In the same breath, I must mention, do you often have patients waiting for 15, 20, or 30 minutes beyond their scheduled appointment time? If so, I must be honest, if I were left to wait that long EVERY time I had a dental appointment, I wouldn’t think twice about showing up late, or believing my provider doesn’t respect my time at all and maybe cancelling last minute – especially if I can get a new appointment tomorrow morning. While we do call them patients, please know if your schedule is so inconsistent that excessive waiting becomes the norm, they may not be “patient” for much longer.
Response 2 and 3: Are you integrating assisted hygiene in order to increase the total hygiene production? If your office is primarily an HMO-based practice, are you feeling stuck to what insurance covers, or rather, doesn’t cover? Before considering this, the office must evaluate a few points:
- Between the hygienist, assistant, and admin time, the office is essentially paying salaries for 1.5 hygienists to see, typically, twice the number of patients in a hygiene schedule: is this fiscally responsible based on what the hygiene columns are producing?
- What is your current gingivitis protocol? If it is prophylaxis and 6-month hygiene recall, please go back to the 1950’s, hike up your poodle skirt, enjoy the “Enchantment Under The Sea” dance whilst saving the Clock Tower, then get going with the times. A solid, research-based implementation protocol which aligns with research from 2018 is a MUST, and your office needs to integrate one starting NOW.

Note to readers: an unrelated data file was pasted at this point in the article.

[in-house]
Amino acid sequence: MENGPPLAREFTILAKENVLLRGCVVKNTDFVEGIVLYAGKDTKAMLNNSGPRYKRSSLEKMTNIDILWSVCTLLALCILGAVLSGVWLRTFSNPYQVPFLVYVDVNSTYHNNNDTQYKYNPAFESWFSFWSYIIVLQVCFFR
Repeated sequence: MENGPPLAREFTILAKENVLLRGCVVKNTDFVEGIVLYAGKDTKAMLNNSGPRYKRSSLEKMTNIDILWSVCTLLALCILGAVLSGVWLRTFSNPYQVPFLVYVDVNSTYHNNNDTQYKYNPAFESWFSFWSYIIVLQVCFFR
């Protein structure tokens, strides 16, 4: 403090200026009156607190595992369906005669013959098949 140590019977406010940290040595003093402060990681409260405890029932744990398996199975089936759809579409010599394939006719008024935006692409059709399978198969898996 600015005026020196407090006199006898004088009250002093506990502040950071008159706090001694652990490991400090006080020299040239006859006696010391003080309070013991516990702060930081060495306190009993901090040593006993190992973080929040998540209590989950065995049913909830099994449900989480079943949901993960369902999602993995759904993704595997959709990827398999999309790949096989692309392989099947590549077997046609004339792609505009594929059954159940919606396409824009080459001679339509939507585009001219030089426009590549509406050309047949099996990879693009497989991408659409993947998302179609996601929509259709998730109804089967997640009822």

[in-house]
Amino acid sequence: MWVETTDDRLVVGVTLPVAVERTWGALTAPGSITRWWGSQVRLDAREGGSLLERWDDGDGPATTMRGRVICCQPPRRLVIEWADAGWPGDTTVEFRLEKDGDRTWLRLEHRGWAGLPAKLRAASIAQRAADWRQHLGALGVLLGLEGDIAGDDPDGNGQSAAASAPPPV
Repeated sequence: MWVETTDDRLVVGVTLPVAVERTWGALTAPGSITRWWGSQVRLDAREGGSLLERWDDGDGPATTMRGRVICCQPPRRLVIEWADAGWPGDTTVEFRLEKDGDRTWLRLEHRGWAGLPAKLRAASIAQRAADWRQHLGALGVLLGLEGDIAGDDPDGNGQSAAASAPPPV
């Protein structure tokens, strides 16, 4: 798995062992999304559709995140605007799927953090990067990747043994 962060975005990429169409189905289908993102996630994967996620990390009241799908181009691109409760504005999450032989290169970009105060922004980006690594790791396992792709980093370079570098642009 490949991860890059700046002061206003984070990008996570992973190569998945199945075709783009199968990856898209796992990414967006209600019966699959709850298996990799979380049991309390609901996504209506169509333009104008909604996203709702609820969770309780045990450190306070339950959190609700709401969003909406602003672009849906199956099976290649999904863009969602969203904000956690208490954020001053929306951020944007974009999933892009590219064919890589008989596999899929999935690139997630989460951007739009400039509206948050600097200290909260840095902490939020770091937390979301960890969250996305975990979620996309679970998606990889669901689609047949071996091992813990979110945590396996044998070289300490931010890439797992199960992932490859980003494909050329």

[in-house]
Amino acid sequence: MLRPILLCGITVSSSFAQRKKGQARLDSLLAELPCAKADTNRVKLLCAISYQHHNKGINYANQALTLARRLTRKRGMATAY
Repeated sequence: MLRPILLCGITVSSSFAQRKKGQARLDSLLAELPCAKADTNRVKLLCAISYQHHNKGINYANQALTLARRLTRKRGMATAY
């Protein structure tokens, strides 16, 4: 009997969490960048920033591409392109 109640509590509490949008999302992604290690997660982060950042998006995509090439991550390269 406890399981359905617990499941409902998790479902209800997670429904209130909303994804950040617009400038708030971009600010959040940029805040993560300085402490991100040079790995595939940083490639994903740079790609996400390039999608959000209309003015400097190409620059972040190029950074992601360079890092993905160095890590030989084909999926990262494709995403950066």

- What is your current periodontal protocol? If it is scaling and root planing with chlorhexidine irrigation, see #2 above.
- Does the doctor consistently agree with the hygienists’ periodontal diagnosis? Nothing is more awkward or frustrating than being the hygienist who begins the perio dialogue only to have the doc come in, dismiss it, and encourage a prophy. #awkward.
- Does your office have an ideal standard of what health looks like? Is this standard agreed upon by all licensed professionals in the practice? Does your office work to achieve this level of health for all of their patients?
- Does your office encourage risk assessment evaluation? Namely, does your office integrate fluoride, xerostomia, or antimicrobial therapy based on elevated caries risk? Does your office recommend diagnostics for elevated oral cancer risk? Does your office make recommendations for patients with one or more chronic diseases, such as increased frequency of hygiene visits?